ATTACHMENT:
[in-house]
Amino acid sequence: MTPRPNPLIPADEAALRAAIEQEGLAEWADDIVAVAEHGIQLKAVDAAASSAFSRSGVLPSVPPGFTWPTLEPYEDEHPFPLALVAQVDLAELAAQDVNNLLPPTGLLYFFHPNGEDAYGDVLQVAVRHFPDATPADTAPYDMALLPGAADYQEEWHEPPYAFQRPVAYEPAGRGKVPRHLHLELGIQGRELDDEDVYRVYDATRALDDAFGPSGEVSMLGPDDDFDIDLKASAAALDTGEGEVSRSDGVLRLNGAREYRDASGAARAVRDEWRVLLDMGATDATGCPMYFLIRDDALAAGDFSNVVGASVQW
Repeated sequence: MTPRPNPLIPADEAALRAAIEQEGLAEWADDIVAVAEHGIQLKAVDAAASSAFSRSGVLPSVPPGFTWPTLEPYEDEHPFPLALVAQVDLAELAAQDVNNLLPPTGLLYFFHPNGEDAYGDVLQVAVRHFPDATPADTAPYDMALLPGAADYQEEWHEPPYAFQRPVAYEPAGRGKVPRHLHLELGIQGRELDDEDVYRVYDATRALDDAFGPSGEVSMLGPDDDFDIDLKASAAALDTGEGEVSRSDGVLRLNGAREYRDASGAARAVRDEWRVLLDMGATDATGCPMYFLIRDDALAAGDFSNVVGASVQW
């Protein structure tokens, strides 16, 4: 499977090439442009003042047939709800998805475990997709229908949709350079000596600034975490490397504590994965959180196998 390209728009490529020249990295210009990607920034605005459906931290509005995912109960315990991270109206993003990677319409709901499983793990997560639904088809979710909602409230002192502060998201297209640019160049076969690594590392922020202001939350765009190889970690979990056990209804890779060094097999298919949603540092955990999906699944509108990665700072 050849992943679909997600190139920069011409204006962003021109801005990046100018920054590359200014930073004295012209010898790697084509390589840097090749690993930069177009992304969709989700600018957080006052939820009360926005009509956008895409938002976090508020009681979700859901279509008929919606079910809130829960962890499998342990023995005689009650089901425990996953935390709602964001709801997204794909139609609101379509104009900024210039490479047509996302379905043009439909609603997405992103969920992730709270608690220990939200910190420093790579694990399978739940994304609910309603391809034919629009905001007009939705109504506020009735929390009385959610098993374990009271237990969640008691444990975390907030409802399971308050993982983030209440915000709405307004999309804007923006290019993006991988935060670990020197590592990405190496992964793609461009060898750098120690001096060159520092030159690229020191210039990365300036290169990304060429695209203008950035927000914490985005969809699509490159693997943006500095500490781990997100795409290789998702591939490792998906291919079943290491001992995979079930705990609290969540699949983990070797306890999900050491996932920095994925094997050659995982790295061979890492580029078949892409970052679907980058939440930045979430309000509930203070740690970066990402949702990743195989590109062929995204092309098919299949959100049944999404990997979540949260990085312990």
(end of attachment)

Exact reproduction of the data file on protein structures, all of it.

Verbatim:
[in-house]
Amino acid sequence: MTPRPNPLIPADEAALRAAIEQEGLAEWADDIVAVAEHGIQLKAVDAAASSAFSRSGVLPSVPPGFTWPTLEPYEDEHPFPLALVAQVDLAELAAQDVNNLLPPTGLLYFFHPNGEDAYGDVLQVAVRHFPDATPADTAPYDMALLPGAADYQEEWHEPPYAFQRPVAYEPAGRGKVPRHLHLELGIQGRELDDEDVYRVYDATRALDDAFGPSGEVSMLGPDDDFDIDLKASAAALDTGEGEVSRSDGVLRLNGAREYRDASGAARAVRDEWRVLLDMGATDATGCPMYFLIRDDALAAGDFSNVVGASVQW
Repeated sequence: MTPRPNPLIPADEAALRAAIEQEGLAEWADDIVAVAEHGIQLKAVDAAASSAFSRSGVLPSVPPGFTWPTLEPYEDEHPFPLALVAQVDLAELAAQDVNNLLPPTGLLYFFHPNGEDAYGDVLQVAVRHFPDATPADTAPYDMALLPGAADYQEEWHEPPYAFQRPVAYEPAGRGKVPRHLHLELGIQGRELDDEDVYRVYDATRALDDAFGPSGEVSMLGPDDDFDIDLKASAAALDTGEGEVSRSDGVLRLNGAREYRDASGAARAVRDEWRVLLDMGATDATGCPMYFLIRDDALAAGDFSNVVGASVQW
């Protein structure tokens, strides 16, 4: 499977090439442009003042047939709800998805475990997709229908949709350079000596600034975490490397504590994965959180196998 390209728009490529020249990295210009990607920034605005459906931290509005995912109960315990991270109206993003990677319409709901499983793990997560639904088809979710909602409230002192502060998201297209640019160049076969690594590392922020202001939350765009190889970690979990056990209804890779060094097999298919949603540092955990999906699944509108990665700072 050849992943679909997600190139920069011409204006962003021109801005990046100018920054590359200014930073004295012209010898790697084509390589840097090749690993930069177009992304969709989700600018957080006052939820009360926005009509956008895409938002976090508020009681979700859901279509008929919606079910809130829960962890499998342990023995005689009650089901425990996953935390709602964001709801997204794909139609609101379509104009900024210039490479047509996302379905043009439909609603997405992103969920992730709270608690220990939200910190420093790579694990399978739940994304609910309603391809034919629009905001007009939705109504506020009735929390009385959610098993374990009271237990969640008691444990975390907030409802399971308050993982983030209440915000709405307004999309804007923006290019993006991988935060670990020197590592990405190496992964793609461009060898750098120690001096060159520092030159690229020191210039990365300036290169990304060429695209203008950035927000914490985005969809699509490159693997943006500095500490781990997100795409290789998702591939490792998906291919079943290491001992995979079930705990609290969540699949983990070797306890999900050491996932920095994925094997050659995982790295061979890492580029078949892409970052679907980058939440930045979430309000509930203070740690970066990402949702990743195989590109062929995204092309098919299949959100049944999404990997979540949260990085312990």